Do you nod and try to appease him or her with a noncommittal, "Yeah, that's a good idea. We should look into that"? Or do you respond honestly by saying, "That's not the direction we want to go, but thanks for your input"? Being too nice as a leader will actually hurt you, waste time and resources, and possibly damage your reputation with loyal customers and hardworking employees, says Michael Fertik, founder of Reputation.com, a company that manages individuals' and businesses' online reputations.
How Not to Choose a Manager. Building a High-Trust Culture #4: Everyone’s Accountable. Strengthen Your Strategic Thinking Muscles - Liane Davey. By Liane Davey | 1:00 PM January 21, 2014 Have you been told that you need to be more strategic?
Whether through 360 feedback or after a failed promotion attempt, being told that you aren’t strategic enough really stings. Worse is when you try to clarify what “more strategic” would look like and get few tangible suggestions. Being more strategic doesn’t mean making decisions that affect the whole organization or allocating scarce budget dollars. It requires only that you put the smallest decision in the context of the organization’s broader goals. Research: Middle Managers Have an Outsized Impact on Innovation - Ethan Mollick. By Ethan Mollick | 11:00 AM September 12, 2013 Just the mention of “middle managers” is enough to make people’s eyes roll back.
But these supposedly boring cogs of the corporation, these objects of derision in Dilbertland, can have a profound impact on innovation and performance. Companies need to pay attention to them and reward their special talent at making the best of the restrictions and limitations of their positions — of making lemonade from lemons. For decades, researchers and businesspeople have assumed that in the thick of large organizations, what matters is process. How Do I Submit a Business Case that Engages and Compels? - John Kotter.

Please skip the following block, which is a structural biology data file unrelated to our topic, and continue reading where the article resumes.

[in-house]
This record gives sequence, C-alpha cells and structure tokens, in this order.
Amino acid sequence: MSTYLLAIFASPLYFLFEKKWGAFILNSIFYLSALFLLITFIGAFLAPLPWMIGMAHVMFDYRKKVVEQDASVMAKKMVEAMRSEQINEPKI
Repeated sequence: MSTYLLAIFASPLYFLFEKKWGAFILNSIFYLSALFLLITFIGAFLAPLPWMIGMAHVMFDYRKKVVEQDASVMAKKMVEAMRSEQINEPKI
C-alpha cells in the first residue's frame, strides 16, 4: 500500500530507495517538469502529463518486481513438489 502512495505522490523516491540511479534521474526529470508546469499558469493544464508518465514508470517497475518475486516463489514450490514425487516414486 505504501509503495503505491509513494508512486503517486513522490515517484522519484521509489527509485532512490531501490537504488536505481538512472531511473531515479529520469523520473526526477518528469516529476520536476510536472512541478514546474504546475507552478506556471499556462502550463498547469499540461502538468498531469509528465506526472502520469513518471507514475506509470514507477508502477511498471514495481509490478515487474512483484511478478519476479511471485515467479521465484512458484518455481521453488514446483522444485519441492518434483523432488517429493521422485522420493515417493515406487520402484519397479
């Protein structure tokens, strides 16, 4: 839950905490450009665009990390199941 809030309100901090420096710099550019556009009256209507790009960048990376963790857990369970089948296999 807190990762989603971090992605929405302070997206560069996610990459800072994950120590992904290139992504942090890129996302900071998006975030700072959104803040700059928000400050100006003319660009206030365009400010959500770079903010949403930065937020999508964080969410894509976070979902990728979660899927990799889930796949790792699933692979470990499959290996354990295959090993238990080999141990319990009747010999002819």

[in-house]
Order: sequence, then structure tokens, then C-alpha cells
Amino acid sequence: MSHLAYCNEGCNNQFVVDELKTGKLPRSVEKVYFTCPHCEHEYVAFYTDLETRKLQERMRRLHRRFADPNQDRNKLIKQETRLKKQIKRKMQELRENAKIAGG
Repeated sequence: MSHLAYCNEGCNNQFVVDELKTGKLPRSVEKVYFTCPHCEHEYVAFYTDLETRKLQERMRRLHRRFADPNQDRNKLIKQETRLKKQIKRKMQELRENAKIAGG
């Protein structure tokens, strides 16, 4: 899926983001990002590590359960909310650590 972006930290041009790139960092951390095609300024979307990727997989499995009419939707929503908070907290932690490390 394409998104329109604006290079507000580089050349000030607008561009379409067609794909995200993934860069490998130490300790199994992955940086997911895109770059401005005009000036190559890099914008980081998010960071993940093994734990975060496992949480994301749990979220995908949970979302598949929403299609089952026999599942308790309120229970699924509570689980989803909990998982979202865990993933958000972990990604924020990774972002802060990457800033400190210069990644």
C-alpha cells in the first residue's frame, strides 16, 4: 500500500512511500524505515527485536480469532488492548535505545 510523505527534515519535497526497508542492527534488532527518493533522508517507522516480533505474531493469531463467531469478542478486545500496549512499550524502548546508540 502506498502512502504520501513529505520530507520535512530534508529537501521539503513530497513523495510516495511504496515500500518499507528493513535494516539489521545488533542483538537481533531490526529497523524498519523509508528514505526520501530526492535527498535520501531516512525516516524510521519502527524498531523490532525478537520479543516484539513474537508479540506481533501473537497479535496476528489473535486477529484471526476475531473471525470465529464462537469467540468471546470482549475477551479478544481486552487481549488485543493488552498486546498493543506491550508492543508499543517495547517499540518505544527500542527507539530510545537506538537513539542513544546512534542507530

Use Doctrine to Pierce the Fog of Business - Mark Bonchek and Chris Fussell. The “fog of war” describes the uncertainty faced by soldiers in the field of battle. In today’s markets, business leaders face a similar challenge: how to pierce through the “the fog of business.” The traditional tools of management — strategy and planning — are no longer sufficient. Strategy and planning are like high beams on a car; they just bounce off the fog. Strategy doesn’t give employees enough guidance to know how to take action, and plans are too rigid to adapt to changing circumstances. Decision Making, Top Gun Style - Mark Bonchek and Chris Fussell. By Mark Bonchek and Chris Fussell | 9:00 AM September 12, 2013 When Tom Cruise’s “Maverick” inverted his F-14 fighter jet and gave “the bird” to his Soviet opponent in the opening scene of 1986′s Top Gun, Cruise assured himself a lighthearted place in the history of the Cold War.
What that scene also did, however, was provide one of cinematography’s great examples of a key concept of air-to-air combat: the OODA loop. Maverick’s uncanny ability to move rapidly through a complex decision cycle, always ending up in a superior position, not only made for great cinema but also represented one of the more complex theories to emerge from 20th Century military thinking. The brainchild of now-deceased Air Force Colonel (ret) John Boyd, OODA (short for Observe, Orient, Decide, and Act) became a cornerstone of training for air-to-air combat in the latter half of the 20th Century. Act Fast, but Not Necessarily First - Frank Partnoy.
Speed is killing our decisions. The crush of technology forces us to snap react. We blink, when we should think. E-mail, social media, and 24-hour news are relentless. Our time cycle gets faster every day. Yet as our decision-making accelerates, long-term strategy becomes even more crucial. No one understood the challenge of time-pressured decision-making better than military strategist John Boyd, arguably the greatest fighter pilot in American history.
As a pilot, Boyd advocated lightweight, maneuverable aircraft. Boyd saw these pilot tactics as a metaphor for longer-term strategy. The ultimate goal of OODA is to act fast, but not necessarily first.